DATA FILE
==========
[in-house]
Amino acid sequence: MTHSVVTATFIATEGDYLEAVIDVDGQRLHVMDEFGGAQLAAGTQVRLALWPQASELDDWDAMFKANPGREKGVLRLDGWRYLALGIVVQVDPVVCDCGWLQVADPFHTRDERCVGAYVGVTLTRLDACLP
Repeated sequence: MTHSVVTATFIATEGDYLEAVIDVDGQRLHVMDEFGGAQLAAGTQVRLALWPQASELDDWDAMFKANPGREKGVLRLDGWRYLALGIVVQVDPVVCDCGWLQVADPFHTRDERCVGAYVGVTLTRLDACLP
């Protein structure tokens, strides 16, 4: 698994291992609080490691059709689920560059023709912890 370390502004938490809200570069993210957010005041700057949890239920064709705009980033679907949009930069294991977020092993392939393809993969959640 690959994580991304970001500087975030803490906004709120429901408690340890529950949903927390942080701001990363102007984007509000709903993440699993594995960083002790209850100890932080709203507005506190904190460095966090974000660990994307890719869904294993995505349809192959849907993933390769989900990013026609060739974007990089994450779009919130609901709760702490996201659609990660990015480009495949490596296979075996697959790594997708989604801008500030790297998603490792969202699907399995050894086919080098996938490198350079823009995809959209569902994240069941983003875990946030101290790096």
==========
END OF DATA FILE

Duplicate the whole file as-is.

[in-house]
Amino acid sequence: MTHSVVTATFIATEGDYLEAVIDVDGQRLHVMDEFGGAQLAAGTQVRLALWPQASELDDWDAMFKANPGREKGVLRLDGWRYLALGIVVQVDPVVCDCGWLQVADPFHTRDERCVGAYVGVTLTRLDACLP
Repeated sequence: MTHSVVTATFIATEGDYLEAVIDVDGQRLHVMDEFGGAQLAAGTQVRLALWPQASELDDWDAMFKANPGREKGVLRLDGWRYLALGIVVQVDPVVCDCGWLQVADPFHTRDERCVGAYVGVTLTRLDACLP
């Protein structure tokens, strides 16, 4: 698994291992609080490691059709689920560059023709912890 370390502004938490809200570069993210957010005041700057949890239920064709705009980033679907949009930069294991977020092993392939393809993969959640 690959994580991304970001500087975030803490906004709120429901408690340890529950949903927390942080701001990363102007984007509000709903993440699993594995960083002790209850100890932080709203507005506190904190460095966090974000660990994307890719869904294993995505349809192959849907993933390769989900990013026609060739974007990089994450779009919130609901709760702490996201659609990660990015480009495949490596296979075996697959790594997708989604801008500030790297998603490792969202699907399995050894086919080098996938490198350079823009995809959209569902994240069941983003875990946030101290790096």